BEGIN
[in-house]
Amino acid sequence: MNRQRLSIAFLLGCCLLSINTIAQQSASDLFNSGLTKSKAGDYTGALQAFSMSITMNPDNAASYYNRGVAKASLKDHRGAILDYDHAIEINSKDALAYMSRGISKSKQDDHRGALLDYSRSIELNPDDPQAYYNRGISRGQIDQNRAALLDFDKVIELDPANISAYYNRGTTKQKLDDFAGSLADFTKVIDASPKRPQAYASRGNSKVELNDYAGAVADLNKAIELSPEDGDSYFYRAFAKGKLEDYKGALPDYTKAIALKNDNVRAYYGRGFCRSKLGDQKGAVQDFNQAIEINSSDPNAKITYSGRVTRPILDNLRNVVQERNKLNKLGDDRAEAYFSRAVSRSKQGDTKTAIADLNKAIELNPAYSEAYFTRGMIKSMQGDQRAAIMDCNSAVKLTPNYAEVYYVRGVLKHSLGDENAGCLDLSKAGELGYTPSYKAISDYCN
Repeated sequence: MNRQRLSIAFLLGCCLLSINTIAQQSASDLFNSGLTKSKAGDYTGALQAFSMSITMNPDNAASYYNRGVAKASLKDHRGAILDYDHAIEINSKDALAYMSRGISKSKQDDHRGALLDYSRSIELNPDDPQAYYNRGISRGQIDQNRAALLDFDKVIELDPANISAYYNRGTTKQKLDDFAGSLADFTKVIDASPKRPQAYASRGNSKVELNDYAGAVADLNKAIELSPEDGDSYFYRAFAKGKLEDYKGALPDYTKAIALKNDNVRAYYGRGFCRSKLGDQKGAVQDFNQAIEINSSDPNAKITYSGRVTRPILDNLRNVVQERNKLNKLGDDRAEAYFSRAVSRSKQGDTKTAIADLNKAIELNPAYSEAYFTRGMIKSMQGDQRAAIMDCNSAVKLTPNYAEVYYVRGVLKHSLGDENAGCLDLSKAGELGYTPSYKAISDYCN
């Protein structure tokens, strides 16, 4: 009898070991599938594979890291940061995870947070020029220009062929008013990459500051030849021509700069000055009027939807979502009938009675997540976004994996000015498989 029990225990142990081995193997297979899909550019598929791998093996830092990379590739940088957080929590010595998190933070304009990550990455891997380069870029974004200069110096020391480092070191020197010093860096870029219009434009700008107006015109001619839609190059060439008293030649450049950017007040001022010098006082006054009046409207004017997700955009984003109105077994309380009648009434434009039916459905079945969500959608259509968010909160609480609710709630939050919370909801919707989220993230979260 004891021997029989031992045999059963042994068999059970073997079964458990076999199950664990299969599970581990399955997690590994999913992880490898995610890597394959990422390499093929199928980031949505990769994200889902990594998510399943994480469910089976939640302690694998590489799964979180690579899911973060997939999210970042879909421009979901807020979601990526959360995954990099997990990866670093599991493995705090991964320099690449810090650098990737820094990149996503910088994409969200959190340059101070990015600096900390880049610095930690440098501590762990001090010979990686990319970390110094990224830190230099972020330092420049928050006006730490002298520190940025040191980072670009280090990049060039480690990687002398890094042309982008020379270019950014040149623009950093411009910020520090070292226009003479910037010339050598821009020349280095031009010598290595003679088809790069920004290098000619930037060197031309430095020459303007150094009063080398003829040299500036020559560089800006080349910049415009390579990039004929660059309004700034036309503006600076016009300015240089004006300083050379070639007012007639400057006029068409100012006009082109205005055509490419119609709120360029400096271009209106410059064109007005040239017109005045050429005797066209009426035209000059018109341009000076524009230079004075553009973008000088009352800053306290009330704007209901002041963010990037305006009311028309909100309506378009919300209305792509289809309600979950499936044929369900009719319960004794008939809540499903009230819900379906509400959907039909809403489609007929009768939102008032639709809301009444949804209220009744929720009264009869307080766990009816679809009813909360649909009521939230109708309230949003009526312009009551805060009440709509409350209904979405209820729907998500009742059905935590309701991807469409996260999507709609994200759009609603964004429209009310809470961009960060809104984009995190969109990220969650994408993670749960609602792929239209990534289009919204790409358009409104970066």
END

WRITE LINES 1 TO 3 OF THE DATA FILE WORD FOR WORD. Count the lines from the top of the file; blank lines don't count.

[in-house]
Amino acid sequence: MNRQRLSIAFLLGCCLLSINTIAQQSASDLFNSGLTKSKAGDYTGALQAFSMSITMNPDNAASYYNRGVAKASLKDHRGAILDYDHAIEINSKDALAYMSRGISKSKQDDHRGALLDYSRSIELNPDDPQAYYNRGISRGQIDQNRAALLDFDKVIELDPANISAYYNRGTTKQKLDDFAGSLADFTKVIDASPKRPQAYASRGNSKVELNDYAGAVADLNKAIELSPEDGDSYFYRAFAKGKLEDYKGALPDYTKAIALKNDNVRAYYGRGFCRSKLGDQKGAVQDFNQAIEINSSDPNAKITYSGRVTRPILDNLRNVVQERNKLNKLGDDRAEAYFSRAVSRSKQGDTKTAIADLNKAIELNPAYSEAYFTRGMIKSMQGDQRAAIMDCNSAVKLTPNYAEVYYVRGVLKHSLGDENAGCLDLSKAGELGYTPSYKAISDYCN
Repeated sequence: MNRQRLSIAFLLGCCLLSINTIAQQSASDLFNSGLTKSKAGDYTGALQAFSMSITMNPDNAASYYNRGVAKASLKDHRGAILDYDHAIEINSKDALAYMSRGISKSKQDDHRGALLDYSRSIELNPDDPQAYYNRGISRGQIDQNRAALLDFDKVIELDPANISAYYNRGTTKQKLDDFAGSLADFTKVIDASPKRPQAYASRGNSKVELNDYAGAVADLNKAIELSPEDGDSYFYRAFAKGKLEDYKGALPDYTKAIALKNDNVRAYYGRGFCRSKLGDQKGAVQDFNQAIEINSSDPNAKITYSGRVTRPILDNLRNVVQERNKLNKLGDDRAEAYFSRAVSRSKQGDTKTAIADLNKAIELNPAYSEAYFTRGMIKSMQGDQRAAIMDCNSAVKLTPNYAEVYYVRGVLKHSLGDENAGCLDLSKAGELGYTPSYKAISDYCN